Traffic around railheads and ports is only getting busier. According to the Intermodal Association of North America (IANA), domestic container traffic was up 13 percent in the third quarter of 2002; shipments of international containers were 11 percent higher than a year ago. But those gains pale in comparison to growth over the past 20 years. Government statistics show intermodal traffic has tripled to 9 million containers and trailers since 1980. And that number is expected to double again by 2020.
Morgan Southern drivers Joseph Turner and Donavan Hill also enjoy the time they can spend at home with their families when they haul containers regionally.
All that traffic has caught the eye of politicians in places like California, where traffic and pollution are always high on the political agenda. In September, California Gov. Gray Davis signed a new anti-idling law aimed at reducing pollution at the ports. Marine terminal operators can now be fined if trucks idle for more than 30 minutes while waiting to load or unload. Terminal operators can’t pass on the $250 per incident fee to truck operators.
“Getting in and out is part of the job,” says Joseph Turner, a Morgan Southern owner-operator from McDonough, Ga. “You’ve got to learn the traffic patterns and put up with them. The early bird gets the worm.” Turner gets up at 2 or 3 a.m.
Sometimes, however, knowing the system doesn’t help. In late November, the Association of Bi-State Motor Carriers, a group of small independent carriers in New York and New Jersey, petitioned the Federal Maritime Commission to investigate port detention practices in those states. “Waiting in line for two to four hours means that most truckers can only make one or two deliveries a day, rather than the four of five they should,” says Dick Jones, executive director. “They cannot make a living.”
The group’s complaint says:
- Port congestion and entry policies result in excessive waiting time;
- Terminals do not compensate truckers for the excessive waiting time outside the terminal gate;
- Within the terminal, tariff provisions protect the terminals from having to pay detention penalties to truckers;
- Terminals require trucks to use off-site chassis depots, spending time that is excluded from the calculation of those penalties.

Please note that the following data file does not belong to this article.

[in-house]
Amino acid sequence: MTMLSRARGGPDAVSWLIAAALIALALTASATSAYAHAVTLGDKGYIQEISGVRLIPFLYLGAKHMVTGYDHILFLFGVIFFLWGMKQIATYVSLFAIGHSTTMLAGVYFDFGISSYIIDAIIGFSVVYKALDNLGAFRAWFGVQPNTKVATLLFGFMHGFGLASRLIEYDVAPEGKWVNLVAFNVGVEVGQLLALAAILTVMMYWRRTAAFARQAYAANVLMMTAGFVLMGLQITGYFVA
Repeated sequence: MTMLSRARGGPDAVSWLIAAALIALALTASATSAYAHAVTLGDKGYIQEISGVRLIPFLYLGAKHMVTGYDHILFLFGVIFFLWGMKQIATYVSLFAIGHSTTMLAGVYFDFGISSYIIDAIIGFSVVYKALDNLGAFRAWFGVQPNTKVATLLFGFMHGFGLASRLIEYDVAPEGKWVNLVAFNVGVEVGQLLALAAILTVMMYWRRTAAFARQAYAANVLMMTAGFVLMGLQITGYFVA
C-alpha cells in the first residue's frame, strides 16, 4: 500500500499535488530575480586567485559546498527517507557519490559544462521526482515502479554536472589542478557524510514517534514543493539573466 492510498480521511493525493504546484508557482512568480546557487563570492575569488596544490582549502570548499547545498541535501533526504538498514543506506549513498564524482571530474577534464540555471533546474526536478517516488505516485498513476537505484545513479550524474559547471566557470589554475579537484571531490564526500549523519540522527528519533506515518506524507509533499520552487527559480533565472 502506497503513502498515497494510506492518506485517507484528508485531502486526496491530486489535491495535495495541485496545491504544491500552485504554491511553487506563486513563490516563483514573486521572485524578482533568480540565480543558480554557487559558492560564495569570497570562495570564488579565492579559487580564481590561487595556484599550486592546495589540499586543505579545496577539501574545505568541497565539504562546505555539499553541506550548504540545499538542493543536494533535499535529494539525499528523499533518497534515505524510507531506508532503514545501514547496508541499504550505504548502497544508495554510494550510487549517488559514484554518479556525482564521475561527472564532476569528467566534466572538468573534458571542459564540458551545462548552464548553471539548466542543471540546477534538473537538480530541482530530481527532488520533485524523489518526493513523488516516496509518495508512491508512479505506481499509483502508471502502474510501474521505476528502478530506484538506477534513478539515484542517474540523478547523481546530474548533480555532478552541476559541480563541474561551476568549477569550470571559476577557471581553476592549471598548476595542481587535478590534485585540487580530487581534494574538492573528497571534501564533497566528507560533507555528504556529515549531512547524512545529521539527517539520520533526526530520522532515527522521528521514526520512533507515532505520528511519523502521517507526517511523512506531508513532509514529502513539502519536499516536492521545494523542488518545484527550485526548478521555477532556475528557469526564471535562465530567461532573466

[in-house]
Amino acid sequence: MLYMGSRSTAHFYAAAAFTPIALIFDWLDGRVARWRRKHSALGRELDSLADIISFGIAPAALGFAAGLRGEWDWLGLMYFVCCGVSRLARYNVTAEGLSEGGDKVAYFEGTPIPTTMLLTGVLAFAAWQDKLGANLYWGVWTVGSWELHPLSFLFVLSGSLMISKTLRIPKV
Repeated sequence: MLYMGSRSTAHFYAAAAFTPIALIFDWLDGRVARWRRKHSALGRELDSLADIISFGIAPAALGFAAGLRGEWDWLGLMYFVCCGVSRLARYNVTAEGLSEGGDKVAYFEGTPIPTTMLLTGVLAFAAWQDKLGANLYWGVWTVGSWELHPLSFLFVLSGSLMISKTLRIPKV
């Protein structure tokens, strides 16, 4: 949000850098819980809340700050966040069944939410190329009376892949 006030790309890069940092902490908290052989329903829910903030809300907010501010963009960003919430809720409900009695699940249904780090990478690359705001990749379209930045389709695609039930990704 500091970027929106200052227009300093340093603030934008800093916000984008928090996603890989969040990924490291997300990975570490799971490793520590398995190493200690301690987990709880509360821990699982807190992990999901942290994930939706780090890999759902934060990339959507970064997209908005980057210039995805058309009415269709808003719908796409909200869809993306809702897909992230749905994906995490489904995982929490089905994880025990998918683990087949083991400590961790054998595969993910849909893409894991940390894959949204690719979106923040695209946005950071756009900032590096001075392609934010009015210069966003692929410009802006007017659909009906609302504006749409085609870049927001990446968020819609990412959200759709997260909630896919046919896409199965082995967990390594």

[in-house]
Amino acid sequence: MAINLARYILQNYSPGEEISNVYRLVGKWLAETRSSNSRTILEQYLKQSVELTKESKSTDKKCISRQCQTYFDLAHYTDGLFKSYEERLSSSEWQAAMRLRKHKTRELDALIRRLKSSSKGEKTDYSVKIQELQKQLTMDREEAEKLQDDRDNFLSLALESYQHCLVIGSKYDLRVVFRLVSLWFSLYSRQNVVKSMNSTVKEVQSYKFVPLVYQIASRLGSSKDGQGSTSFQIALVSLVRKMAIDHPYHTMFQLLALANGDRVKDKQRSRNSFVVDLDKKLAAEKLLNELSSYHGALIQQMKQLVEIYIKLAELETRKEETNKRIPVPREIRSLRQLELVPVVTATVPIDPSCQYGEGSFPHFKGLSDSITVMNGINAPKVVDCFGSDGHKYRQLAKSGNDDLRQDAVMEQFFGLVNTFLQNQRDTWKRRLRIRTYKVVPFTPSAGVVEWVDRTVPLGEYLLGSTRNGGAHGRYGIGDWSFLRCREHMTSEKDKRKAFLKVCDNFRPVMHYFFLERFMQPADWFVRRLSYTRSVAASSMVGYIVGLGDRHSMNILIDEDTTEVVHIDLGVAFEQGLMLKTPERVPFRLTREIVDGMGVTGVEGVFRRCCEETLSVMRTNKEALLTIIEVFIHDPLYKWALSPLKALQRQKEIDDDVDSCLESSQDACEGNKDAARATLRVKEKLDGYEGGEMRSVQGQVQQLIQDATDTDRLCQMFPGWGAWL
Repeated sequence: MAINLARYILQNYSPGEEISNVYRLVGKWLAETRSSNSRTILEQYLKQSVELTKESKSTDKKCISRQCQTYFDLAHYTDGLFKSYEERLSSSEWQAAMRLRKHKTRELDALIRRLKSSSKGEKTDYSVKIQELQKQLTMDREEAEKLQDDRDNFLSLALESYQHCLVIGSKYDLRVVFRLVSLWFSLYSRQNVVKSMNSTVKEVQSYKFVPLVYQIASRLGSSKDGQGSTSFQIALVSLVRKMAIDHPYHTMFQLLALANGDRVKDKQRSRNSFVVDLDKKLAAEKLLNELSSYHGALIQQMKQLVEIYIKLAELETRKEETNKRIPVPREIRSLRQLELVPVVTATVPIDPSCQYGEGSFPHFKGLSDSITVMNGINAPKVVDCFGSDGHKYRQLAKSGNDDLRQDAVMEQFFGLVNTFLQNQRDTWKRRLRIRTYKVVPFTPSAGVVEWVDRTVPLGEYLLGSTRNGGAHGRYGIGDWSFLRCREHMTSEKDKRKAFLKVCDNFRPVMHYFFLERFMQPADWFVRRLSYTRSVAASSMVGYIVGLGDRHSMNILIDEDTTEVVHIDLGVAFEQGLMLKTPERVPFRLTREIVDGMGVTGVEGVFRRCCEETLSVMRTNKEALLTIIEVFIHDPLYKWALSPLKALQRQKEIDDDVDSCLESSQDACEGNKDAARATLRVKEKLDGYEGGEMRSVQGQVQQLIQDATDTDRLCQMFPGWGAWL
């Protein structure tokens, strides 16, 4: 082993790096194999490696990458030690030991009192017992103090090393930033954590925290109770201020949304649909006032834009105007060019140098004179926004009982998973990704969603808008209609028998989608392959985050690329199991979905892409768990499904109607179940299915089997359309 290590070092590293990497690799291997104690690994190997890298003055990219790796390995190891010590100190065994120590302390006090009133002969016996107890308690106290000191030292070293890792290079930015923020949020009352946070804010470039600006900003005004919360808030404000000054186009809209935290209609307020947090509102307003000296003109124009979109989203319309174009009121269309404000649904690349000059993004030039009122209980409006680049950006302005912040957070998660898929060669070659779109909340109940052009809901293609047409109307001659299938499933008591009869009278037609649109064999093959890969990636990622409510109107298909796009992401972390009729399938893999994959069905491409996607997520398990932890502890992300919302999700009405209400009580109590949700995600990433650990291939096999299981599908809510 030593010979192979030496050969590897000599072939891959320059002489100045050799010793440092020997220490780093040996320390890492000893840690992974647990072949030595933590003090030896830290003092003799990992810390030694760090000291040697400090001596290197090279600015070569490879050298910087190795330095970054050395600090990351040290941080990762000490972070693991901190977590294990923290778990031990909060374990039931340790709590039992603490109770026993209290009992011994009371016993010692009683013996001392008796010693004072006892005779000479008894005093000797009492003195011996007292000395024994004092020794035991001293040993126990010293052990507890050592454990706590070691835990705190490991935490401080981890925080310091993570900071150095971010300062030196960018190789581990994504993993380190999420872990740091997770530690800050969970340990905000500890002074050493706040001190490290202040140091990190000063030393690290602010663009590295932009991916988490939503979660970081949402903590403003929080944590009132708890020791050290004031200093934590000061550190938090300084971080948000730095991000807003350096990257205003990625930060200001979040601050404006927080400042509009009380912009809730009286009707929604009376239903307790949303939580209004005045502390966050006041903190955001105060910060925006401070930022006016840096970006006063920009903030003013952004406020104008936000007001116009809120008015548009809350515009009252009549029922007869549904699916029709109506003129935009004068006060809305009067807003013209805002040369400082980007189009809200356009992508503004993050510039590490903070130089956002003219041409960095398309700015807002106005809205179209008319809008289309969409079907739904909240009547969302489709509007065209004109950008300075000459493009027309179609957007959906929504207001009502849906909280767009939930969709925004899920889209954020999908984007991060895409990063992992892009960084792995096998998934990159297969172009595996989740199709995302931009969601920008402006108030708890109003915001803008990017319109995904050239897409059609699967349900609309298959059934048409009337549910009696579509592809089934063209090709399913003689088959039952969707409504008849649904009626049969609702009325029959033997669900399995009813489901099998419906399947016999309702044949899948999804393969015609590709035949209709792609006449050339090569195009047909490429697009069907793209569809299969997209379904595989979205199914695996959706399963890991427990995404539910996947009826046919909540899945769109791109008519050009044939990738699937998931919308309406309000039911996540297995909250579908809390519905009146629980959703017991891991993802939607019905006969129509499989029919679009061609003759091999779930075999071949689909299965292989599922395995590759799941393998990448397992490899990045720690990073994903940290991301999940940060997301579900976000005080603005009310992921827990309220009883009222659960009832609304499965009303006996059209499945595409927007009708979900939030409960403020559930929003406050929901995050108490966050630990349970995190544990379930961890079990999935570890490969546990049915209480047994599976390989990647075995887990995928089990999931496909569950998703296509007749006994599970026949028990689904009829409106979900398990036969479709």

Such issues boiled over two years ago when truckers at ports across the country staged protests and developed a port driver’s bill of rights. While the protests fizzled, the issues still percolate under the surface. “You don’t hear that many complaints anymore, but the issues haven’t gone away,” says IANA’s Tom Malloy.
Marc Largent, president of Marc Largent Inc., a 27-year-old California drayage company, says traffic and congestion are always a problem but knowing the system can make a driver or owner-operator an attractive commodity to a carrier. “The smartest owner-operators know this – get there early in the morning,” he says.
Traffic is just one element that frustrates intermodal haulers. Equipment is another. While some companies, like Morgan Southern, stock the latest model trucks, finding a “roadable” chassis for a container can be like panning for gold, says Morgan Southern company driver Donavan Hill.
The Stone Mountain, Ga., trucker says part of learning the ropes is learning to seek out equipment that is roadworthy, even if it means driving around chassis yards looking for good tires and uncracked lamps. “If you get stuck with a bad chassis, that’s your fault,” Hill says. Maybe so, but it doesn’t make driving it or paying the penalties any easier. In most states, drivers or their carriers are responsible for the condition of the equipment, even if they don’t own it. While the same is true in normal over-the-road hauls, getting stuck with a bad chassis in intermodal hauling happens frequently.
Jim Shannon says the boxes he ends up with are usually fine, but the chassis are another story. The equipment owners are “supposed to make sure the chassis are roadable, and everything is supposed to be checked over,” Shannon says. “But that’s debatable. I won’t say they don’t look, but -”
Shannon says he once picked up a chassis that had been inspected and headed a few miles away to Greely, Colo. to look at a new truck. When he got to the dealership and had to make a left turn, one of the wheels stayed where it was. “The bearings came apart on it. Thank God it was on our side,” he says. “We could have lost it and had it hit some car. The axle came right out of the wheel.”
After more than seven months in waiting, the proposed rule mandating ...